Traditionally, the recipients of our funding are usually smaller companies that have found themselves wronged in some way by a much larger company and who do not have the ability or resources to bring the claim forward – perhaps because they have been crippled financially, forced into dire straits, or have had necessary payments withheld. Our funding levels that playing field for these claim holders against better-resourced adversaries. Increasingly, though, the companies that are coming to us have the balance sheet to fund the dispute but are instead looking to free up cash to be used for core aspects of their businesses, separate and apart from the litigation or arbitration. 

The law firms we work with range from small litigation boutiques who are very comfortable taking risk, but need more regular cash flow, all the way to big international law firms that are not set up to take risk and are looking simply to be paid by the billable hour. 

Do you expect the types of cases and/or parties attracting third-party funding to vary as a consequence of the coronavirus pandemic?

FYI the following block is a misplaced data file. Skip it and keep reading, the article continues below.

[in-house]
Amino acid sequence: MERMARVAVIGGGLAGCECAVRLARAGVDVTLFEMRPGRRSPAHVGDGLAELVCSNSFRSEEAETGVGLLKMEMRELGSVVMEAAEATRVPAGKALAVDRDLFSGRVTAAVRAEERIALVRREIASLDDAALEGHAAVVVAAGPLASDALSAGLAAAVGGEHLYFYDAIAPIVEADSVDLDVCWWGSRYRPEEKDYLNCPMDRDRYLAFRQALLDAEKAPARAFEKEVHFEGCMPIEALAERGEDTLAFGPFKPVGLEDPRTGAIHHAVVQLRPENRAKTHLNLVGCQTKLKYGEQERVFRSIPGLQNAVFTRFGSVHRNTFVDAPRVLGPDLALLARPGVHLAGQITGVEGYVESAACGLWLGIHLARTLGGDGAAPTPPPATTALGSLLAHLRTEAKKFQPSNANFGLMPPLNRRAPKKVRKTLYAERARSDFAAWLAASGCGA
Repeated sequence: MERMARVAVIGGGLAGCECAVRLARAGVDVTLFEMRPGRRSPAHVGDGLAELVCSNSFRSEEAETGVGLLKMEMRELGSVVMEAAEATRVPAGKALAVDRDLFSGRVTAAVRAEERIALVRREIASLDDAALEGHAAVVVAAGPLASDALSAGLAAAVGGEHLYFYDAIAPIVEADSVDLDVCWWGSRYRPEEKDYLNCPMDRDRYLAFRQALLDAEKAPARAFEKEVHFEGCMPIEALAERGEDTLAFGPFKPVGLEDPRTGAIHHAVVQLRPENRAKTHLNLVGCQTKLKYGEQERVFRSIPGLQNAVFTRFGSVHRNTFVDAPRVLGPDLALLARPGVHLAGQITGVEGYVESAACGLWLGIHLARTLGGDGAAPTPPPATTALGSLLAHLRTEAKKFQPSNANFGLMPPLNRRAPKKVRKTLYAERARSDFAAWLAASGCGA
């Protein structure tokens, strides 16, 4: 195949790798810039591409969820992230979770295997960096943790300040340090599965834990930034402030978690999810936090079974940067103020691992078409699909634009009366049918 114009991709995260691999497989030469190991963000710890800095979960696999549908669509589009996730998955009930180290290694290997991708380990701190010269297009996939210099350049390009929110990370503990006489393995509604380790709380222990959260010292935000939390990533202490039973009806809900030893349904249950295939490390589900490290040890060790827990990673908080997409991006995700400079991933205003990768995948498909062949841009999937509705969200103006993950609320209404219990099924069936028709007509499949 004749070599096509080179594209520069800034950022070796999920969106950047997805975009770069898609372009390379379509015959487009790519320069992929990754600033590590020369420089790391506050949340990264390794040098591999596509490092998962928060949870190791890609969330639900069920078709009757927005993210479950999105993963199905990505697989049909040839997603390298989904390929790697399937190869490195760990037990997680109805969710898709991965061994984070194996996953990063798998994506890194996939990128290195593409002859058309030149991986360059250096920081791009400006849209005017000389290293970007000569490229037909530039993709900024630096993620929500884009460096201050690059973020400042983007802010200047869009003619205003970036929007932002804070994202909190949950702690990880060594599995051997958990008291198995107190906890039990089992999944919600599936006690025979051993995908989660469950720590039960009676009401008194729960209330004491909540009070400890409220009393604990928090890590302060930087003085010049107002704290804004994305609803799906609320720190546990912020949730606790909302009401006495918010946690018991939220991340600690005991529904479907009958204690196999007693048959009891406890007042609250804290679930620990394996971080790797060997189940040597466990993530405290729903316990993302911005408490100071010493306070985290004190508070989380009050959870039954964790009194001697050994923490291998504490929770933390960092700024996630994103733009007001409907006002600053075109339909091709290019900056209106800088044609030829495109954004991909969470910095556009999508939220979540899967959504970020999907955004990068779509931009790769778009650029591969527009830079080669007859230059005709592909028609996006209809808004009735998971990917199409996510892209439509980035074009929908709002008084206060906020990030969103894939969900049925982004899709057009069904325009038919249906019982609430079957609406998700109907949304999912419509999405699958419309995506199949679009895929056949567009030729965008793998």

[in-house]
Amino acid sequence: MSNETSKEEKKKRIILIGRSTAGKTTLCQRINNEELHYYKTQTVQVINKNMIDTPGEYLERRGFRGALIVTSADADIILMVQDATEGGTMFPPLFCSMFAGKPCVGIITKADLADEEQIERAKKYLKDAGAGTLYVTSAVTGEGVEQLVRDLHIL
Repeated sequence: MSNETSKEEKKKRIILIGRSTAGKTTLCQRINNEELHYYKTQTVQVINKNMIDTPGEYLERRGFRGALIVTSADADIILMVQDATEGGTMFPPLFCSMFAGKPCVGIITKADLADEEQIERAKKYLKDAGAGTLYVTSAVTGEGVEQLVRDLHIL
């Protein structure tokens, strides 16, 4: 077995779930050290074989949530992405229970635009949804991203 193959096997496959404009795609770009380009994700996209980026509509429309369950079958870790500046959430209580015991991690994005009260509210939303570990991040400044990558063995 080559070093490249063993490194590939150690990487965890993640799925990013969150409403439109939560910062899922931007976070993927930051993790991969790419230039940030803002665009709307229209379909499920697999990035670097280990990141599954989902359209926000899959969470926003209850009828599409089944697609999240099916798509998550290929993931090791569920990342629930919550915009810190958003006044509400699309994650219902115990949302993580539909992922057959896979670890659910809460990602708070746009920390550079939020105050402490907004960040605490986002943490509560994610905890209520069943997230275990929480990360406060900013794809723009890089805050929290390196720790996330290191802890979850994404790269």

The types of cases haven’t really changed all that much, although we have seen an uptick in insolvency, insurance and intellectual property claims. What has changed is the number of firms and parties that are inquiring about funding – more and more companies are faced with uncertain balance sheets and revenues, and are increasingly turning to us to help them unlock the value of their litigation assets or otherwise preserve cash on hand. And we are seeing more opportunities with firms that are traditionally focused on defence-side work that are exploring ways to develop their plaintiff-side practices as a way to generate more revenue. 

What tips would you give to a lawyer or client looking to bring a claim to a funder for consideration?

Be honest about your claim – cases are rarely the “best case I’ve ever seen” and are going to have drawbacks or unhelpful facts. Don’t hide those when presenting the claim but rather deal with them upfront, so that we don’t uncover them later during our diligence.